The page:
yeah. I’m not sure how to implement it.
h
D'
needs to infer a dependency on
S'
because
D
needs
S'
There is no relationship between
D'
and
D
at this point
And even if there were, why would we choose
D'
and not something else?
p
I’m preparing the PR to add all of those dependencies in the
st2
repo, and I expect I’ll get questions about why we have to manually maintain such a huge list of dependencies in such a central library. I have a layout: Da/a Db/b Dc/c D’/prime where
D*/BUILD
includes a
python_distribution
. If anything in each of those directories needs to be packaged, then it goes in the parent package. So, I do not have any hierarchical `python_distribution`s defined. ie, I’m not doing this (which would be confusing): Da/some/path/Dd/d where Da has a python_distribution, and Dd has another python_distribution. Logically, D* should have a “dependency” on anything in that directory. In
setup.py
that’s like using:
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from setuptools import setup, find_packages
setup(packages=find_packages(exclude=["tests"]))
So, I guess I’m looking for a replacement for
find_packages
to minimize manual maintenance.
Another way to look at it: There are no
python_distribution
targets defined in any parent directory of
D'
.
D'
does have a
python_distribution
defined. We want something that packages
S'
. So,
D'
is the only candidate that could package it.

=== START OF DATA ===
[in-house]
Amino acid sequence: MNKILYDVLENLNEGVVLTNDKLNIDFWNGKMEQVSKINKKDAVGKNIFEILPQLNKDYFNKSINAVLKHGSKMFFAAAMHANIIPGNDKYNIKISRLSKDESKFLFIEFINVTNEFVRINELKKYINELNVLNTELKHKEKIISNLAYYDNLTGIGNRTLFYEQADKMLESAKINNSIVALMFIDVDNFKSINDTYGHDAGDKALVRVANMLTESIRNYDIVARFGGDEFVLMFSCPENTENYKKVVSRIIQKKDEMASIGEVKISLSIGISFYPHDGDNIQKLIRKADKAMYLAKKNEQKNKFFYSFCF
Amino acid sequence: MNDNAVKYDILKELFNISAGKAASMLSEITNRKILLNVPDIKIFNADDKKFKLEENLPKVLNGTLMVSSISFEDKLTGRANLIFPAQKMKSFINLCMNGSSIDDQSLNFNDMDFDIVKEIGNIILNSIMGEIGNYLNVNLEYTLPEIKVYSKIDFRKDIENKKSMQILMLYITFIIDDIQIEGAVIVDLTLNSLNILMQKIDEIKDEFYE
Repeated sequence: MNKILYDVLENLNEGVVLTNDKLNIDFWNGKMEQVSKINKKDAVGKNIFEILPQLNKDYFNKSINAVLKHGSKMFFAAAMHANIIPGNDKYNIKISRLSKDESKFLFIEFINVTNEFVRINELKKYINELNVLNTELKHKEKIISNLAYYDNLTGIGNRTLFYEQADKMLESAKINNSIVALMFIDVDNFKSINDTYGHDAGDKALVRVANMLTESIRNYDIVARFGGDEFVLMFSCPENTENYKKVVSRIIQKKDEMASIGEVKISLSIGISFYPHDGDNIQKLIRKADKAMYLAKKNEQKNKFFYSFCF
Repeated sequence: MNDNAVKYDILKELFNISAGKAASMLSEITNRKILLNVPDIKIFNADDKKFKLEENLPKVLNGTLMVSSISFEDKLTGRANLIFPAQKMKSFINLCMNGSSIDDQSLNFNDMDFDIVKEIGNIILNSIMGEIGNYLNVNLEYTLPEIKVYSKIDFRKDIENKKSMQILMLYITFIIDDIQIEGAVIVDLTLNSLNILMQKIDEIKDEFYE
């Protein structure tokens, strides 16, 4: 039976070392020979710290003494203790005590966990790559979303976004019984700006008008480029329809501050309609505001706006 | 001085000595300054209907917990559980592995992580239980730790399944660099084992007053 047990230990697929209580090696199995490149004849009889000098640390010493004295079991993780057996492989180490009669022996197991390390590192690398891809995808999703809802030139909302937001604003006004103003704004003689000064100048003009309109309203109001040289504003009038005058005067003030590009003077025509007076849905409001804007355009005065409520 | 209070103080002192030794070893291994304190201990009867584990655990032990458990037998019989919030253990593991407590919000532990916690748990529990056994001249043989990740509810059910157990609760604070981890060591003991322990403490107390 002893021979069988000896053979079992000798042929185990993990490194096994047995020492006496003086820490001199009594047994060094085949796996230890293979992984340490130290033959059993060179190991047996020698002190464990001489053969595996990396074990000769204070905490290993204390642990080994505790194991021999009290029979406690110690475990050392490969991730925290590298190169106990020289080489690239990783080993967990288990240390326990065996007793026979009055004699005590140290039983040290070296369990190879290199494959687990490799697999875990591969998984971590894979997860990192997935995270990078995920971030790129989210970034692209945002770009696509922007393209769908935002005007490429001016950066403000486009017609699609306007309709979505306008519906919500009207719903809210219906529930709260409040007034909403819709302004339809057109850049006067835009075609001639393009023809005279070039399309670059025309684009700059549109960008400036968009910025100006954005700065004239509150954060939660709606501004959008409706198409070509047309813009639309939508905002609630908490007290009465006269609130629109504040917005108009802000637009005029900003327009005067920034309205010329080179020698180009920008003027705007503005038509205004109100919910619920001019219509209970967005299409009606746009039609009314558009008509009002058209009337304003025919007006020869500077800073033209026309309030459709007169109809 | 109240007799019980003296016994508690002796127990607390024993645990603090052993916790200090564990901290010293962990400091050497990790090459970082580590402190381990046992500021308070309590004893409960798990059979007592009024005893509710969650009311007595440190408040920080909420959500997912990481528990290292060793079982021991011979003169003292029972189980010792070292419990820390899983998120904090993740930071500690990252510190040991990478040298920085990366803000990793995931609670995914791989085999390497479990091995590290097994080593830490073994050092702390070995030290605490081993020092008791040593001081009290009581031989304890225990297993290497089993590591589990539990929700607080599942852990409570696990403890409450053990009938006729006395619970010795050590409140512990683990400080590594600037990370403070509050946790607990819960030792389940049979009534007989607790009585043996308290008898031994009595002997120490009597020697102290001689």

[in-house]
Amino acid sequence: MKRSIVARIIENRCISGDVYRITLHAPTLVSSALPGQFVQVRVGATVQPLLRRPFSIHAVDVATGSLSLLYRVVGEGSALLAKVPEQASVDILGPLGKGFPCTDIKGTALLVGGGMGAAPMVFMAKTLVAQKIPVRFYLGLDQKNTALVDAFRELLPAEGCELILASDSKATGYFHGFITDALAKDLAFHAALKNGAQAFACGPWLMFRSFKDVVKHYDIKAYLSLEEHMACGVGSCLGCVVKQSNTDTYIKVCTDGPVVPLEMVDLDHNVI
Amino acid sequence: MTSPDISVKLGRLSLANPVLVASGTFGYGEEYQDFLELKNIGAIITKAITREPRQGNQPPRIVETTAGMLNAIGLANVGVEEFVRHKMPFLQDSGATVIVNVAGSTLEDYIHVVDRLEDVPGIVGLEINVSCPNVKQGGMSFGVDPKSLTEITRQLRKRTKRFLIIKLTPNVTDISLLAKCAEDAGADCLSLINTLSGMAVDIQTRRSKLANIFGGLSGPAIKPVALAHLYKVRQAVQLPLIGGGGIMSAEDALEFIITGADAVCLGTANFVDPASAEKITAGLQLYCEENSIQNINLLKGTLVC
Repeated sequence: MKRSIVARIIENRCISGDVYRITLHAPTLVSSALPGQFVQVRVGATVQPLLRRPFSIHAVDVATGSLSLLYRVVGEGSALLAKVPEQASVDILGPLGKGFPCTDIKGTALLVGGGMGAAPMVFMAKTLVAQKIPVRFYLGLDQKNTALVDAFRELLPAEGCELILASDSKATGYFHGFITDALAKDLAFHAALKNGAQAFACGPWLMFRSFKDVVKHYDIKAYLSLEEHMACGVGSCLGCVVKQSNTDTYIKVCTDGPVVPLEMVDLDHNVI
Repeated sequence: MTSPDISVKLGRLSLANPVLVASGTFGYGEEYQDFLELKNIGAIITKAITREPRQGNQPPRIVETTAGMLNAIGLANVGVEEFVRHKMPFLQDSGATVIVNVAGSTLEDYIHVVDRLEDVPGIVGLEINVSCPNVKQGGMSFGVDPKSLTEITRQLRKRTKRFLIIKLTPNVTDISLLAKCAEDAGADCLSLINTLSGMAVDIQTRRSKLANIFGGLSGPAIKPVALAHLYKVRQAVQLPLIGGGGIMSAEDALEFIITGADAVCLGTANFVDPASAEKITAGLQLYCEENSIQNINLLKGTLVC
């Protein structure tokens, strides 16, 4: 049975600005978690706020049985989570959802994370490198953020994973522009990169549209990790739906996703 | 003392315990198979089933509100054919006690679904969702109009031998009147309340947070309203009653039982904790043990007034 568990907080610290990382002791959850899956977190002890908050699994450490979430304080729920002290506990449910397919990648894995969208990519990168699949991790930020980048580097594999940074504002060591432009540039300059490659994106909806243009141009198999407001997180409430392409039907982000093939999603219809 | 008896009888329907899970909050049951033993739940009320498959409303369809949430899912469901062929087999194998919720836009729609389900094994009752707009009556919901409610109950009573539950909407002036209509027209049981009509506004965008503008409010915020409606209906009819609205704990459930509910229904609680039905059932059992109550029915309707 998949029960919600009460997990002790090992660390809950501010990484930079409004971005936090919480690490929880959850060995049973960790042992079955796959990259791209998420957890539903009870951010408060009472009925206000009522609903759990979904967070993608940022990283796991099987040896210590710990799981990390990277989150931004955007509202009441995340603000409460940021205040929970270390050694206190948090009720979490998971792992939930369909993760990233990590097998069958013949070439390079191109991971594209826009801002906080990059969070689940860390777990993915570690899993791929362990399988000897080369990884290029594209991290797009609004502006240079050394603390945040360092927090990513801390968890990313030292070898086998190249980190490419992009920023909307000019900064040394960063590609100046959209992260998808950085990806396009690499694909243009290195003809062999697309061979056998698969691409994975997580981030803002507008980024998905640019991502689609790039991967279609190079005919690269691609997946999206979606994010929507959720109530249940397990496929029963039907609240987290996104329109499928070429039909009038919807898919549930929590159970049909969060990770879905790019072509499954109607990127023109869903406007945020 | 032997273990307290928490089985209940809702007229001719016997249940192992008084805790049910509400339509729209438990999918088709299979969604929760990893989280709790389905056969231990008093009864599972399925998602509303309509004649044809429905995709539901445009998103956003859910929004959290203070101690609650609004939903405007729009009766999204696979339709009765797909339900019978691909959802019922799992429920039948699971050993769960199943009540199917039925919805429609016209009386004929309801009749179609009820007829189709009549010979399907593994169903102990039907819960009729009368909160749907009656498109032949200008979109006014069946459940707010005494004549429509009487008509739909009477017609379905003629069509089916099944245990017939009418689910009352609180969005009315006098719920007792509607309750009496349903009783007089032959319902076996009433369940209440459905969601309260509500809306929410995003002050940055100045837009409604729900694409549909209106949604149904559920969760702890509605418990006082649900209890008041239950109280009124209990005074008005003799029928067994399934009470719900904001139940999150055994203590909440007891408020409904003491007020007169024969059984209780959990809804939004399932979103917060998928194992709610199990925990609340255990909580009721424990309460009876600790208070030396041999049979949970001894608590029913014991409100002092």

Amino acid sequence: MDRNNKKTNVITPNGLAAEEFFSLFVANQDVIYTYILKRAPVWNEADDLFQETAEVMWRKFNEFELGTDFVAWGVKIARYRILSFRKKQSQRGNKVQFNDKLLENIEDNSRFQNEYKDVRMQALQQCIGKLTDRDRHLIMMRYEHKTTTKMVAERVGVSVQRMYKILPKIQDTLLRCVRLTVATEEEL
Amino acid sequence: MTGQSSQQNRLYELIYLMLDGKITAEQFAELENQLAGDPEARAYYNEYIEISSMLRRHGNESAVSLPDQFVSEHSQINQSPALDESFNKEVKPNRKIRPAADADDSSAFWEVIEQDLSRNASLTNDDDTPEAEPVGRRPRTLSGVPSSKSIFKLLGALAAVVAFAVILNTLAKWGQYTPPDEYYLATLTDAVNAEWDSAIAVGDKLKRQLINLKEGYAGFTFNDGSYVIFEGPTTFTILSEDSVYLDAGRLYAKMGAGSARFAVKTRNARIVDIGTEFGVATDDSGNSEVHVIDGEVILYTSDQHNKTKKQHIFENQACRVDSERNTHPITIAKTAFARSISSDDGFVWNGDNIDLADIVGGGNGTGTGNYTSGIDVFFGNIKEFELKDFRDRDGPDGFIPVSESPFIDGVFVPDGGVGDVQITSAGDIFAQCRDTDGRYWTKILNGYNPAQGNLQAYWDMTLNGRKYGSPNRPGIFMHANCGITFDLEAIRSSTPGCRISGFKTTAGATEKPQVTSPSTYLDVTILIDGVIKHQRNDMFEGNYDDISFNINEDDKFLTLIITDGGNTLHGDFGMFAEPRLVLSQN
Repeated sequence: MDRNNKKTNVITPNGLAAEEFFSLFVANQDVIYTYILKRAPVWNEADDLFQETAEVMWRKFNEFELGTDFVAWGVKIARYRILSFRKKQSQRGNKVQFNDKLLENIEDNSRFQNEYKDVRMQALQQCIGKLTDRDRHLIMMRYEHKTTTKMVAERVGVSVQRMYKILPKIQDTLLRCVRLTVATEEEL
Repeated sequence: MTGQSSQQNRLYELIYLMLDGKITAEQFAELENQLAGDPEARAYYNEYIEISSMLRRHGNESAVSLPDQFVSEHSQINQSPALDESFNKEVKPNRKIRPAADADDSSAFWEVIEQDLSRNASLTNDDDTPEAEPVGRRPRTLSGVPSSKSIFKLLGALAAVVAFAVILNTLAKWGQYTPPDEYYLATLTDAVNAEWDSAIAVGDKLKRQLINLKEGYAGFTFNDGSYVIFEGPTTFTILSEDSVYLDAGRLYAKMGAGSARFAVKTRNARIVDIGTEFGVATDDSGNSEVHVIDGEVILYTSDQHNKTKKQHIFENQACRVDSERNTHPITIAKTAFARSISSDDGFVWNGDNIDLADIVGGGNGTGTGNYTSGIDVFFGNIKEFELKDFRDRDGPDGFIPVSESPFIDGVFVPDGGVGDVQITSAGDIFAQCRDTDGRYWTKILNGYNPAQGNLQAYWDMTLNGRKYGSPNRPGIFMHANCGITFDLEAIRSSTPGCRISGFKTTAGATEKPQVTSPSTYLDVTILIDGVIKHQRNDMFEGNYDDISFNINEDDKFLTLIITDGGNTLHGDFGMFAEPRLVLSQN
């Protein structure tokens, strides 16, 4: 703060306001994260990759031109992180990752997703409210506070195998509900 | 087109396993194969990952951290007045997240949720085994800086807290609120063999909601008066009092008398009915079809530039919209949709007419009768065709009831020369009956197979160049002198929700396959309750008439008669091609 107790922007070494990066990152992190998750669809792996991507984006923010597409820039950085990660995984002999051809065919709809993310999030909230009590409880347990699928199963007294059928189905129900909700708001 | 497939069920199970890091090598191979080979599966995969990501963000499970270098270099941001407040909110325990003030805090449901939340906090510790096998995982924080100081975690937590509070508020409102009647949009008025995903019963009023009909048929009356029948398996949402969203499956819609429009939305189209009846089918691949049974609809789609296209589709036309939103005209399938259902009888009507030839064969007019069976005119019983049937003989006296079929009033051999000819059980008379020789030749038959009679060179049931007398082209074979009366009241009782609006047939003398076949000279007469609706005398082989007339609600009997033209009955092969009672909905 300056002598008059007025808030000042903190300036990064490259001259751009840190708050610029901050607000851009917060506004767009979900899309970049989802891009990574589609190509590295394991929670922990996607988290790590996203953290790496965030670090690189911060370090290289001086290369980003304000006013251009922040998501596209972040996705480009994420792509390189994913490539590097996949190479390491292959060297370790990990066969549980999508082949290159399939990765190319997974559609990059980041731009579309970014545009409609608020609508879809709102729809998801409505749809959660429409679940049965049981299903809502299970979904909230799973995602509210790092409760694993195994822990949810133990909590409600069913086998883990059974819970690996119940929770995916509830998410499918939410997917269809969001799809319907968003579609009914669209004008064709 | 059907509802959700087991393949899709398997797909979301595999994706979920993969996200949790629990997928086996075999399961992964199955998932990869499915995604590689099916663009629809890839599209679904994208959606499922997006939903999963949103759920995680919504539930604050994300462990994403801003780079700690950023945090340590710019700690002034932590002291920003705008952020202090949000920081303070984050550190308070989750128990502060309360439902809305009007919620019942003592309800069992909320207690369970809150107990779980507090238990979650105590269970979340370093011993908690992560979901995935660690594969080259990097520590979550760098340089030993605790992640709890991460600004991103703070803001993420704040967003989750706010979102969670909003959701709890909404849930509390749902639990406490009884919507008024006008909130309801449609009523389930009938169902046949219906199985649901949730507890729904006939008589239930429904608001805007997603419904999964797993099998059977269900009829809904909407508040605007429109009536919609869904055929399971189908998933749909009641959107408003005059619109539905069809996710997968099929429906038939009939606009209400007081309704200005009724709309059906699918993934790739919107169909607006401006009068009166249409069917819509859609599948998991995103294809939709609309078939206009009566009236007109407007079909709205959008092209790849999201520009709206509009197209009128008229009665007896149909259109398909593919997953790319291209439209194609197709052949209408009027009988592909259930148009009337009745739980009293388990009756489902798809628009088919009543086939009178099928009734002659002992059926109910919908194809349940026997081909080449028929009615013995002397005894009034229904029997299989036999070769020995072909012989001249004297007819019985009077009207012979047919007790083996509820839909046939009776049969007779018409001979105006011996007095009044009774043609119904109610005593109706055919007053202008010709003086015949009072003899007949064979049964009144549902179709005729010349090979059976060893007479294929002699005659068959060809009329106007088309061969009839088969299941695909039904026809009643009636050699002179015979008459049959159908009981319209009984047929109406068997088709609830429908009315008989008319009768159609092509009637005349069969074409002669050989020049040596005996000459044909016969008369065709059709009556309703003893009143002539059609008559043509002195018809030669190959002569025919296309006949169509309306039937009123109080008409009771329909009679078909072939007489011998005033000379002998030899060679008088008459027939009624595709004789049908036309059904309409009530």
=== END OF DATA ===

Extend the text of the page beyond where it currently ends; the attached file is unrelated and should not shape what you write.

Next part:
h
OK, but that has nothing to do with
S
needing code from
S'
AFAICT
p
@happy-kitchen-89482, what about a special dependency field on the `python_distribution`: • depend on everything in these directories, unless it is unused by anything else. Thus, anything that is "dead code" (nothing else in the repo depends on it) just automatically drops out of the distribution. Except I still don't see how to implement that. Hmm.
Here is a command that shows me everything that is used by other distributions:
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./pants list --filter-target-type=python_distribution --filter-address-regex=-st2common:st2common :: | xargs ./pants dependencies --transitive | grep st2common/st2common
Now to figure out how to codify that.
h
Yeah, that makes more sense I think
some way of saying the equivalent of
find_packages
p
find_packages
blindly includes everything in the given directories. pants use of inferred dependencies effectively prunes the distribution down to only files that are actually in-use, effectively dropping "dead code". So, this zsh command (
=()
substitutes the path to a temp file and saves the process output to that temp file) gives me the list of dependencies to add to the
st2common:st2common
`python_distribution`:
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comm -13 =(./pants dependencies --transitive st2common:st2common | grep st2common/st2common | sort) =(./pants list --filter-target-type=python_distribution --filter-address-regex=-st2common:st2common :: | xargs ./pants dependencies --transitive | grep st2common/st2common | sort)
Once I add those as explicit deps, then this command shows me the dead python code that is not depended on by anything:
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comm -13 =(./pants dependencies --transitive st2common:st2common | grep -v -e : -e __init__.py | grep st2common/st2common | sort) =(find st2common/st2common -name '*.py' -and -not -name '__init__.py' | sort)
h
But how would you know what files are in-use?